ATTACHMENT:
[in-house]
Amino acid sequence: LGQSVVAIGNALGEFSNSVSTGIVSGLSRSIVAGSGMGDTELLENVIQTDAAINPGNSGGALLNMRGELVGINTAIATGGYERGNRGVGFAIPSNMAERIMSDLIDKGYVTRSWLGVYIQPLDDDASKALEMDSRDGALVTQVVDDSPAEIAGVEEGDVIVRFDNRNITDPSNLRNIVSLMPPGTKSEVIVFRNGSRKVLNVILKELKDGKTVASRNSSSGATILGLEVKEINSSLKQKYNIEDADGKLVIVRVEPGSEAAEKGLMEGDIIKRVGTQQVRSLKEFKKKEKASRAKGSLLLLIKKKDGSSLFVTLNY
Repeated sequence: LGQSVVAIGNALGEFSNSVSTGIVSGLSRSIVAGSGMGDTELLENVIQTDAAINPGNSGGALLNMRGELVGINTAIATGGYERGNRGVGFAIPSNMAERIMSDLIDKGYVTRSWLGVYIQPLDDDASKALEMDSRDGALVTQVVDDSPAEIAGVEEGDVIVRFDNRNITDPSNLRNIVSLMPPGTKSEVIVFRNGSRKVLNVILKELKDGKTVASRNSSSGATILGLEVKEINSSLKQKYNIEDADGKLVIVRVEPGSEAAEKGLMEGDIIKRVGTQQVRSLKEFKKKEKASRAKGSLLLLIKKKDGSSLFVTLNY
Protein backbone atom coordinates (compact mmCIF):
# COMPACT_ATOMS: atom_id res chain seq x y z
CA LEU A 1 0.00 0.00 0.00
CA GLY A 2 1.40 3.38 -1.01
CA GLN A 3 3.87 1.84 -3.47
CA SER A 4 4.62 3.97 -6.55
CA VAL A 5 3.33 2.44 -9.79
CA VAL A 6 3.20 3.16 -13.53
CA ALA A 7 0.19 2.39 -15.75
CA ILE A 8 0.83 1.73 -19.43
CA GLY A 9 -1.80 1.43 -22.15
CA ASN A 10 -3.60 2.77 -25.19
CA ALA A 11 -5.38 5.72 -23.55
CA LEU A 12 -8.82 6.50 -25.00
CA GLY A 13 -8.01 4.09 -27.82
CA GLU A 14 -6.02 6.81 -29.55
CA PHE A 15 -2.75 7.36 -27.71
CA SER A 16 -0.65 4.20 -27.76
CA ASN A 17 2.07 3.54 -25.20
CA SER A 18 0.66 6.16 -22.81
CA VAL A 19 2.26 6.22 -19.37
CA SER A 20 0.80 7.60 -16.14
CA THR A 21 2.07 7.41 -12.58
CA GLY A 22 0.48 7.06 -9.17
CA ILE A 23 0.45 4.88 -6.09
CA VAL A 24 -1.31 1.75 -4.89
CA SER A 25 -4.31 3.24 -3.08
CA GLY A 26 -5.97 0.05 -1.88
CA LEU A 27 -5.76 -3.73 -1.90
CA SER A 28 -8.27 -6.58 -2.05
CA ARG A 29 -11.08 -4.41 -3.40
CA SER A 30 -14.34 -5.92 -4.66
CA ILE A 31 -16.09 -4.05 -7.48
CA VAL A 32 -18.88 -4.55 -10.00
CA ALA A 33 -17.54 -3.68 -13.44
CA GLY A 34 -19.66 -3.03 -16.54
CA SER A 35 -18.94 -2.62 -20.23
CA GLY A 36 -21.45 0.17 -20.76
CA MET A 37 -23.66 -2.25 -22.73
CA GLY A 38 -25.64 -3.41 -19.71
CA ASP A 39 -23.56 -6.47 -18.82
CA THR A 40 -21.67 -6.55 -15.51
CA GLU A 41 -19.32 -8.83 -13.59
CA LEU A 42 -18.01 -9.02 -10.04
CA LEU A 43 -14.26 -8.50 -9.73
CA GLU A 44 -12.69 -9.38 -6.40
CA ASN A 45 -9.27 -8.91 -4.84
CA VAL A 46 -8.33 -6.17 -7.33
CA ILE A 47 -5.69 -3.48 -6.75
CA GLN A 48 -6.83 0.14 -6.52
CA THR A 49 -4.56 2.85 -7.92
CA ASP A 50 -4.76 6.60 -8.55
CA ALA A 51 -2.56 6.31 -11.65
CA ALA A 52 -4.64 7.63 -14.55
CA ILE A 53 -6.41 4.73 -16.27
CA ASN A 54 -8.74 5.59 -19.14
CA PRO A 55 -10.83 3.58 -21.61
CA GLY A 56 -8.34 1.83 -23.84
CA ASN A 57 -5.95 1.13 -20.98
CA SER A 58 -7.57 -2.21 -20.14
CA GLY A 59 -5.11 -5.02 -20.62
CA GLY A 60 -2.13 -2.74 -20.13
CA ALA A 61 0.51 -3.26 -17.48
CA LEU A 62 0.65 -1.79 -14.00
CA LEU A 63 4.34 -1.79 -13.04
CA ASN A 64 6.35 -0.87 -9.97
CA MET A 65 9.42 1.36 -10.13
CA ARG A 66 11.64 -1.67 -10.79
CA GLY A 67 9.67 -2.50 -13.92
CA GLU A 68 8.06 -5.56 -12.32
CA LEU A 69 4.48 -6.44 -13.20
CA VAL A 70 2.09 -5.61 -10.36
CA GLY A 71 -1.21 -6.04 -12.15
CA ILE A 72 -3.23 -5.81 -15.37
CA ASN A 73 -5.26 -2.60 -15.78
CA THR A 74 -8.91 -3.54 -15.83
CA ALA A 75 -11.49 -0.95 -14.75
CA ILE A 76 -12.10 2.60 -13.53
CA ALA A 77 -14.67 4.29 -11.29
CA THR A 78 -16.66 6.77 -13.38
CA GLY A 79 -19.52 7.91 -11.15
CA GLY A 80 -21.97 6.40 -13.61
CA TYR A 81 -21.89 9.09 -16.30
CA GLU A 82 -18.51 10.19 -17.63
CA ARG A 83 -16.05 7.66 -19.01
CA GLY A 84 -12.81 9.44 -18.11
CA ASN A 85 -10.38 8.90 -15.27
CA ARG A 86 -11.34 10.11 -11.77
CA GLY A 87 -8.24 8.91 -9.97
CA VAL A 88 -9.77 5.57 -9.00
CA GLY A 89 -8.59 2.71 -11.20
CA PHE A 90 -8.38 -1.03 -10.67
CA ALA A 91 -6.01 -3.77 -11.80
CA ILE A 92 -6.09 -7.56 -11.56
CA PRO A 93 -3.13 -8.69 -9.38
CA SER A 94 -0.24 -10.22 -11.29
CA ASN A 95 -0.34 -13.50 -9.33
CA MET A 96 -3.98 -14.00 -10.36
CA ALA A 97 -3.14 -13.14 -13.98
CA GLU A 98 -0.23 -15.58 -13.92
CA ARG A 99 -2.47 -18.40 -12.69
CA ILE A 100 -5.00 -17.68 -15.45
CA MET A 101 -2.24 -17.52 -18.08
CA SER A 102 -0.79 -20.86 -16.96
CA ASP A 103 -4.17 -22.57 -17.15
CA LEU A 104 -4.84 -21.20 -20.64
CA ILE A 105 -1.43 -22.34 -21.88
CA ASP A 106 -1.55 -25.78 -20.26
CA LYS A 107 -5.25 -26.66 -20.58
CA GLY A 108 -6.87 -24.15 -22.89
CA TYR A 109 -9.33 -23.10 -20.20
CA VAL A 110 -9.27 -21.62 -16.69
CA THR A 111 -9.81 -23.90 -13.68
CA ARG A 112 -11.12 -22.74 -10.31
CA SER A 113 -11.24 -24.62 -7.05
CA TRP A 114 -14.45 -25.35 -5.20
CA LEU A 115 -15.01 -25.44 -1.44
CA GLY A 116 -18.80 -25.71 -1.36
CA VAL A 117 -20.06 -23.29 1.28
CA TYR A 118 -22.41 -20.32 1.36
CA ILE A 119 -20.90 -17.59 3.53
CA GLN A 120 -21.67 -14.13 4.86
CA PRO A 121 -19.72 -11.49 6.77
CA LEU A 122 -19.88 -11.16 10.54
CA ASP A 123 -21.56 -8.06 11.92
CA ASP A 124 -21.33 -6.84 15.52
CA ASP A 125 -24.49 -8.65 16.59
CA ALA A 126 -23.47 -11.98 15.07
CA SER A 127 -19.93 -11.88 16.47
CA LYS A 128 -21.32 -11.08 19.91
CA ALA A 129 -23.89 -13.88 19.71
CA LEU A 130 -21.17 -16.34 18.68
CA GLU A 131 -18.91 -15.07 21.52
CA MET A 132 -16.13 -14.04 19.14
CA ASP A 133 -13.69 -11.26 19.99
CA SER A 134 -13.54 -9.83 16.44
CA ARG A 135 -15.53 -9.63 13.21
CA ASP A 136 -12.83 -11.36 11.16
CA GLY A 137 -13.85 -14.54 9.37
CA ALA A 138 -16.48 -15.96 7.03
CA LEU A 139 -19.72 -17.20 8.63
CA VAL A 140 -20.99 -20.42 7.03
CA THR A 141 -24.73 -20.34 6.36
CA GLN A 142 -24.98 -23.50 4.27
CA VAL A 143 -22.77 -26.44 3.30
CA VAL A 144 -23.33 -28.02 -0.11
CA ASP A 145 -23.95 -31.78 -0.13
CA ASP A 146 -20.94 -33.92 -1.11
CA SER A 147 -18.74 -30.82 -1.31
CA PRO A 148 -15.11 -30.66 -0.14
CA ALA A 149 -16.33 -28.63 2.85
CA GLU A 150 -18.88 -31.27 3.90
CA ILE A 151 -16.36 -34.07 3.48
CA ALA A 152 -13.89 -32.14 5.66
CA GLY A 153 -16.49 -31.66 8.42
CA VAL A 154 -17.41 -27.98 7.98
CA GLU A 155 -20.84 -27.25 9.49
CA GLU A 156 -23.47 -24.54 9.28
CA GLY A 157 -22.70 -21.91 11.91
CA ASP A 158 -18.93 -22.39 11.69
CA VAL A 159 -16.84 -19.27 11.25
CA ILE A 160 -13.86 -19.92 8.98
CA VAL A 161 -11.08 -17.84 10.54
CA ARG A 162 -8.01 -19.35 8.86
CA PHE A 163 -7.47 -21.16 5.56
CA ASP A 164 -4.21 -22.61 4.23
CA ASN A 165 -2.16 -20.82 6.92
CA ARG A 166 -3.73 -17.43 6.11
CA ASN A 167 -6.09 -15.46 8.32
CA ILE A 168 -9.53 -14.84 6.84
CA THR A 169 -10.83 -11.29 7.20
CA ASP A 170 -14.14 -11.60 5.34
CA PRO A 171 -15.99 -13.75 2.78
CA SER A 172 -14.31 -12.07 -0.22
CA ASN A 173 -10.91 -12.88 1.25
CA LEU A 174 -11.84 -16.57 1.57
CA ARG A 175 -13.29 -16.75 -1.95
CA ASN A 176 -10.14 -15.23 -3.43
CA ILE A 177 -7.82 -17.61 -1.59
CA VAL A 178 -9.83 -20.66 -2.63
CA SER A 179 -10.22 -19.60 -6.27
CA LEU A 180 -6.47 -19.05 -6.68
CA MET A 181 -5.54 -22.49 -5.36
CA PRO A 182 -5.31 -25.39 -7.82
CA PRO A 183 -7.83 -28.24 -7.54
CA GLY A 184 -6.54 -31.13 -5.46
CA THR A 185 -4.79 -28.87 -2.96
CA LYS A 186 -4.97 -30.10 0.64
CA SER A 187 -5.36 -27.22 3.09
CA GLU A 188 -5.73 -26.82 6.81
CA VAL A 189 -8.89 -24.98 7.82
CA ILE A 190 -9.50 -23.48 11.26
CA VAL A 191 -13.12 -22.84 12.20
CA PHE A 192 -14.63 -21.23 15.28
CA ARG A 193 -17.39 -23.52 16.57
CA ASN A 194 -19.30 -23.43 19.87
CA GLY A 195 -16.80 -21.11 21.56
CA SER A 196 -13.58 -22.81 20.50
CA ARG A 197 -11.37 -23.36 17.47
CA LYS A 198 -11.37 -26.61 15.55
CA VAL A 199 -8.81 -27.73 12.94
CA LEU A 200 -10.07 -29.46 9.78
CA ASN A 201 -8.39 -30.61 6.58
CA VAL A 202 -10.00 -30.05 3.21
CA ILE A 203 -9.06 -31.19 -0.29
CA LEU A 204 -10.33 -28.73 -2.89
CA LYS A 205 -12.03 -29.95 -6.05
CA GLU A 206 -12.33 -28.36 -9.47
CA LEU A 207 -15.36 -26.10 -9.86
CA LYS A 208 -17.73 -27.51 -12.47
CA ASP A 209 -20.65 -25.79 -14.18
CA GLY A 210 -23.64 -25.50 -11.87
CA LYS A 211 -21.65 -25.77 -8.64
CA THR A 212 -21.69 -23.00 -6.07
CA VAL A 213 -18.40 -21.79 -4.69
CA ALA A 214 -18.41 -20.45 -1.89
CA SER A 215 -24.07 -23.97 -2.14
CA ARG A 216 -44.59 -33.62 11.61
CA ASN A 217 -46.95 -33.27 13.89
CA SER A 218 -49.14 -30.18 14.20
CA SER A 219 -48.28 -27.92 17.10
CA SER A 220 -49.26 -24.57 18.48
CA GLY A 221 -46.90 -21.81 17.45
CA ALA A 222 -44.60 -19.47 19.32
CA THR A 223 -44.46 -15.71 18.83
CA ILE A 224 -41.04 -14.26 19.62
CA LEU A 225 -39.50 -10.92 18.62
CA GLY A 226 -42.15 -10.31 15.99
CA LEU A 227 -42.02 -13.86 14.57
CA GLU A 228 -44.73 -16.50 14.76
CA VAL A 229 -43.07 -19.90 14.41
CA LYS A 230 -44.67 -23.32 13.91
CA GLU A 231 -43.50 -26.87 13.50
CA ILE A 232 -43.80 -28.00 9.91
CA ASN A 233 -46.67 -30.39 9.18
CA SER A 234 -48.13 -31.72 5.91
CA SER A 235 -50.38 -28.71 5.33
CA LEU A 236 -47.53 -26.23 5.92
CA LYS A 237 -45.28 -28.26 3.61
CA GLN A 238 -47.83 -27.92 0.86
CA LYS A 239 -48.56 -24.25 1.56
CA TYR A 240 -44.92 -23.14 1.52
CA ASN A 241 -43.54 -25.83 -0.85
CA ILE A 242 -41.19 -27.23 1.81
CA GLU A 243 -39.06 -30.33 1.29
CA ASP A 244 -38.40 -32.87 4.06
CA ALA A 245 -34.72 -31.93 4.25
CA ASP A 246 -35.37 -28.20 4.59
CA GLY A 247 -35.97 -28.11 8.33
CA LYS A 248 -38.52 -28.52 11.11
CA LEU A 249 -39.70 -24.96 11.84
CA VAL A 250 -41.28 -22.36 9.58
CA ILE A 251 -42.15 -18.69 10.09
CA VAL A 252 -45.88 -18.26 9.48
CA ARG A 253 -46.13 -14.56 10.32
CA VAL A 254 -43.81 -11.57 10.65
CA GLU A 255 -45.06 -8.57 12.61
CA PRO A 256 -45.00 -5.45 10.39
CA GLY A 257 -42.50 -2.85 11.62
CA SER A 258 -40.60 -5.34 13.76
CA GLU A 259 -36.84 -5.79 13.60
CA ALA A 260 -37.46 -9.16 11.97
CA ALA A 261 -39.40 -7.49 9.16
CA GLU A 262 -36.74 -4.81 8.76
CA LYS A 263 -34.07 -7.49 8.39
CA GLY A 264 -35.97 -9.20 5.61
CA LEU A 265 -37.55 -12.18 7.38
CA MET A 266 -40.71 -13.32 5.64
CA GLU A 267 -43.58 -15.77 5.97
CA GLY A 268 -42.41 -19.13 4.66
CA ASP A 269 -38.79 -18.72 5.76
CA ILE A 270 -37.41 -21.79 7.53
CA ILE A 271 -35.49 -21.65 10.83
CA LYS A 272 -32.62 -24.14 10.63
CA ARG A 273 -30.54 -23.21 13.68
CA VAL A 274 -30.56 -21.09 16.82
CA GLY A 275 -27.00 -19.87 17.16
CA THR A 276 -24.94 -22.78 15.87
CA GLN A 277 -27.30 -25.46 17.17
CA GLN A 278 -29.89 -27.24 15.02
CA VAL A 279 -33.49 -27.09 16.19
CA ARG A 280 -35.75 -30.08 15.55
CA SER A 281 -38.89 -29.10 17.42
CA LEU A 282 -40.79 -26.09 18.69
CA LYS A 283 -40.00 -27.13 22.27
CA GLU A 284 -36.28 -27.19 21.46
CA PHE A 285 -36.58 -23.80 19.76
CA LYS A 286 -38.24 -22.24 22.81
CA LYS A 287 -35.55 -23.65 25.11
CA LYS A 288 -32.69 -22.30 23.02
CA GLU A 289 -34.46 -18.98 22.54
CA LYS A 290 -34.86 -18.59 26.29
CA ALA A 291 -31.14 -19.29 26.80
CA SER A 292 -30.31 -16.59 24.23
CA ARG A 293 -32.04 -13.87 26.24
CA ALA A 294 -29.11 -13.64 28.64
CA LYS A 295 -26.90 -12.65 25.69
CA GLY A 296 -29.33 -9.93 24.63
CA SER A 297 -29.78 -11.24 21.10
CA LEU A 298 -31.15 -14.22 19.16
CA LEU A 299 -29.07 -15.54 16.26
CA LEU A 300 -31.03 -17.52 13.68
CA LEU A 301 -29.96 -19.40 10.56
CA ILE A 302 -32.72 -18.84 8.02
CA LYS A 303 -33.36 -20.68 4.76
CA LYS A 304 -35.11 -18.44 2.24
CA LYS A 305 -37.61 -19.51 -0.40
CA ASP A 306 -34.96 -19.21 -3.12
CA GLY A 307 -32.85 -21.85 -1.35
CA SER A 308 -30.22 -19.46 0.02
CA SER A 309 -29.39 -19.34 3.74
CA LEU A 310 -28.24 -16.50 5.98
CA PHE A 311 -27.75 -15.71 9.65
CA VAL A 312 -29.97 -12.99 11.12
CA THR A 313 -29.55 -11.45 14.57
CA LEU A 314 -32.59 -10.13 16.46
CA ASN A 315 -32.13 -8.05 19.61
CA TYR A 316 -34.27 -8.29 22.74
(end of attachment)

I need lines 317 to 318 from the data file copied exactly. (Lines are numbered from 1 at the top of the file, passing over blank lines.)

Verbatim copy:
CA VAL A 312 -29.97 -12.99 11.12
CA THR A 313 -29.55 -11.45 14.57